The Sound and Myth of Charlie Parker at 100

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Charlie Parker (1920–1955)

(Photo: William P. Gottlieb/Ira and Leonore S. Gershwin Fund Collection, Music Division, Library of Congress )

But for years, the most avidly retold part of the Charlie Parker myth wasn’t the way he applied discipline and determination to become the absolute master of his instrument. Instead, it focused on the drug habit he acquired in his late teens, and suggested that, somehow, it was heroin, and not hard work, that explained Bird’s flights of genius.

Journalist Ira Gitler, in his 1985 book, Swing to Bop, recalled that in an earlier essay he had wondered whether Bird’s genius came “in spite (or because?)” of his drug use. “Drugs do not necessarily help musicians play better,” he eventually decided, “but the music could not have been the same without everything that went into it. Now I would take the question mark off ‘because.’”

Certainly, there were plenty of players at the time who believed that if Bird played like that while using, then they needed to start using, too. Saxophonist Grace Kelly heard about this firsthand from the late Frank Morgan. “He would tell stories about how, as a young teenager, he completely idolized Parker, and everyone was saying he was going to be the next Charlie Parker,” she said. “And then, when he finally got to meet him, he saw his drug habit, and that’s how Frank got hooked. Because he thought, ‘If he’s doing this, it must be what I need to do.’”

“I try to avoid that whole tortured genius/drug addict discourse,” Mahanthappa said. “I think the epitome of that was Clint Eastwood’s movie. ... But the tortured genius thing is kind of played out in general, right?”

Mahanthappa—whose 2015 album, Bird Calls (ACT), used modern rhythmic and compositional techniques to reinterpret and reinvigorate Parker’s music—is director of the jazz studies program at Princeton University, so he has ample opportunities to think about the jazz legend’s contemporary relevance. “I have young players who, if I ask them what they’re listening to, oftentimes it’s essentially their peers,” he explained. “A few of them are going back historically. But when trying to explain to them why we should be listening to Charlie Parker, as I’m explaining it I’m kind of re-explaining it to myself, too. “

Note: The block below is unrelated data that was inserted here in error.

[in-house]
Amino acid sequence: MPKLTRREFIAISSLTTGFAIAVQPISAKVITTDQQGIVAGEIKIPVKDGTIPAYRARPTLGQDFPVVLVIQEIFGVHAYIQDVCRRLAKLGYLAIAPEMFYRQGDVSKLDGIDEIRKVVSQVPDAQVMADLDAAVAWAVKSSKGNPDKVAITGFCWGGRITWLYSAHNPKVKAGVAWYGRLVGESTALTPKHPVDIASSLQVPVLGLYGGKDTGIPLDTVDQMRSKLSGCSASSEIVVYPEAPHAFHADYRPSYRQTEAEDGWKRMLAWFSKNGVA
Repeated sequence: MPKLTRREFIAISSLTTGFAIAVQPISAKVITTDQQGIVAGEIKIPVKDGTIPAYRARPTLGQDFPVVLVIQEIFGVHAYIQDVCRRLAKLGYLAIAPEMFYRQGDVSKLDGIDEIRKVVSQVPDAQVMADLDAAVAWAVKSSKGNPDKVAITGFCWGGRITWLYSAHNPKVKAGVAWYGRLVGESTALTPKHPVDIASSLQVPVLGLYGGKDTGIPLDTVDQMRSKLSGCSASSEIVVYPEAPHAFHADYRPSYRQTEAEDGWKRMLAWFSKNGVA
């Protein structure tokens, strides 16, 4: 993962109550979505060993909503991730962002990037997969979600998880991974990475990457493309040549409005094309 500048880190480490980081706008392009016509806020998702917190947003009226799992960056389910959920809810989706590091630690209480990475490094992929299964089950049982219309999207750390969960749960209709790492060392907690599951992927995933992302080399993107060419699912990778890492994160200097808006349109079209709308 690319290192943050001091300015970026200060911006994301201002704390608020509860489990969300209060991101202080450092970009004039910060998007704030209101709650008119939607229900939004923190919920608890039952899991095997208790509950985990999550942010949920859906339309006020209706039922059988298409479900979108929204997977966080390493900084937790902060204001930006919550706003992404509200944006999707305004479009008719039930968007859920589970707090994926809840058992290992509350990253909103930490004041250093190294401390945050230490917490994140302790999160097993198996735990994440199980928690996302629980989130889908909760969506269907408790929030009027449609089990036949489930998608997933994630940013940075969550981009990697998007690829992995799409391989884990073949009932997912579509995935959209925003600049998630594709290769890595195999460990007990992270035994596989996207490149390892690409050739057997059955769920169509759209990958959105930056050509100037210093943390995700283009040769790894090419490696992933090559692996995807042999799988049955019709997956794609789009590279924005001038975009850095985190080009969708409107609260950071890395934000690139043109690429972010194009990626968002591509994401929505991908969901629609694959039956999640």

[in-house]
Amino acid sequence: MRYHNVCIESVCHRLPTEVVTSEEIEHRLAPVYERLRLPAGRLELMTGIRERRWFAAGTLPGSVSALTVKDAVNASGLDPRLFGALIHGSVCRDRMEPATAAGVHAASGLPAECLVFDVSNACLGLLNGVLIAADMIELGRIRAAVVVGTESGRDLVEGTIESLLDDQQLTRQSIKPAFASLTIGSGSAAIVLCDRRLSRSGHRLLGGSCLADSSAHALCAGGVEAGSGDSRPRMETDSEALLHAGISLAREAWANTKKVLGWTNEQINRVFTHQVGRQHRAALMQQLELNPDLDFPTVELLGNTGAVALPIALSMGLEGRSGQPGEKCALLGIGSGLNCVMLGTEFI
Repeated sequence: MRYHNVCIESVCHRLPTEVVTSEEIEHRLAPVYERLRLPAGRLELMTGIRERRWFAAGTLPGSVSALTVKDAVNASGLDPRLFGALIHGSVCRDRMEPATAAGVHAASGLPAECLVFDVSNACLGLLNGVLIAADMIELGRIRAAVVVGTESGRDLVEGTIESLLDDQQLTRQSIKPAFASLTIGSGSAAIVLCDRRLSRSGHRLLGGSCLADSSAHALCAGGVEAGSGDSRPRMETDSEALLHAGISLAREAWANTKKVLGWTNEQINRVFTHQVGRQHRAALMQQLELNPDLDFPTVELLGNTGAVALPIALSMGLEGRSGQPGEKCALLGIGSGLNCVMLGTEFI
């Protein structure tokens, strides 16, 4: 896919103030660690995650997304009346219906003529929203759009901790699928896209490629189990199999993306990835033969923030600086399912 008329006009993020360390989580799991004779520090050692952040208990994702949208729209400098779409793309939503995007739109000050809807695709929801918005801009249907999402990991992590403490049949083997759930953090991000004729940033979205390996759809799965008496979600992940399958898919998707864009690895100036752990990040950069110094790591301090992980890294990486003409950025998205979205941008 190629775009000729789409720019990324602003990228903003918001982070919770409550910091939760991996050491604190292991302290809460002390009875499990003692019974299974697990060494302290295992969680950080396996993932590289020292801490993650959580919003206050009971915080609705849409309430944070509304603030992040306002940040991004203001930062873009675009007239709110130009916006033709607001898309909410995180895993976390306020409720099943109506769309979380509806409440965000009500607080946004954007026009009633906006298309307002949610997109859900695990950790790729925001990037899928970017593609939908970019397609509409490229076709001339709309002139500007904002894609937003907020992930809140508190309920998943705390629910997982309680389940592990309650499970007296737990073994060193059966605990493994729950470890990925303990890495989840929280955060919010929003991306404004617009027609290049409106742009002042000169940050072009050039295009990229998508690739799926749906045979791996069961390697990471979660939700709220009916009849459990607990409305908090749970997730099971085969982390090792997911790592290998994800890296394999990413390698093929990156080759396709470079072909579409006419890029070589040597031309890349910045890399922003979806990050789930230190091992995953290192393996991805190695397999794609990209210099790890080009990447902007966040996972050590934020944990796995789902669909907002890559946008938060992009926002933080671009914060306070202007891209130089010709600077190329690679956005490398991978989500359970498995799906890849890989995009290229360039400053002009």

In some sense, the real challenge in furthering Parker’s legacy today is dealing with the academicizing of his music. Type his name into the search window on the website of music publishing/distribution company Hal Leonard, and more than 200 items come up, ranging from multiple volumes and versions of the Charlie Parker Omnibook, each with five dozen transcribed Parker solos, to play-along volumes, to Charlie Parker for Bass. Thanks to such tools, players today have an astonishing command of the bebop idiom. But does that help them understand why and how Parker still matters?

“As far as the jazz education books, that’s where you see the vital essence of the stuff get sucked out of it,” Mahanthappa said. “You know, where something that Charlie Parker played is presented as a lick that fits over these particular chords, and you can buy a book where somebody has transposed that ‘lick’ into 12 different keys. Suddenly, people are learning jazz that way, instead of just learning one Charlie Parker tune, or one Charlie Parker solo by ear. People are trying to learn the stuff out of books without really checking out the recordings.”

Not Kelly. When she was introduced to bebop, it was a real ear-opener: “The first thing I thought was, ‘Wow, I’ve never heard the saxophone sound like this.’ The vocabulary was so different than what I’d been listening to before, which was Johnny Hodges and Stan Getz.”

When Kelly started studying Parker’s work, her teacher made sure that she got more than just the notes on the page. “We actually worked through the whole Omnibook, and that’s really where I learned all about bebop vocabulary and articulation,” she recalled. “I would not only listen to the songs, but put on headphones and listen to it hundreds of times, write down all his articulations and try, when I was playing his transcriptions, to make it as close to Charlie Parker as possible. My teacher kept pointing out that it’s one thing to just read the notes, but where you’re really going to learn the most is if you completely internalize this stuff.”

One of the few things Parker told DownBeat in his 1949 interview that did not seem to be a put-on had to do with the limitations that some listeners wanted to apply to jazz. “They teach you there’s a boundary line to music,” he said, “but, man, there’s no boundary line to art.”

“Today, there’s so much music that’s happening, great music,” said saxophonist Vincent Herring, whose new tribute album, Bird At 100 (Smoke Sessions), was recorded with fellow alto men Gary Bartz and Bobby Watson.

“But at the same time, there are certain people that it’s mandatory check out. You have to know Wayne Shorter, because it’s part of the music. You have to know Thelonious Monk, because he’s a cornerstone of the music. The music continues to evolve, and regardless of where it goes, Charlie Parker will always be one of the cornerstones of the music.” DB

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November 2021
Joey DeFrancesco
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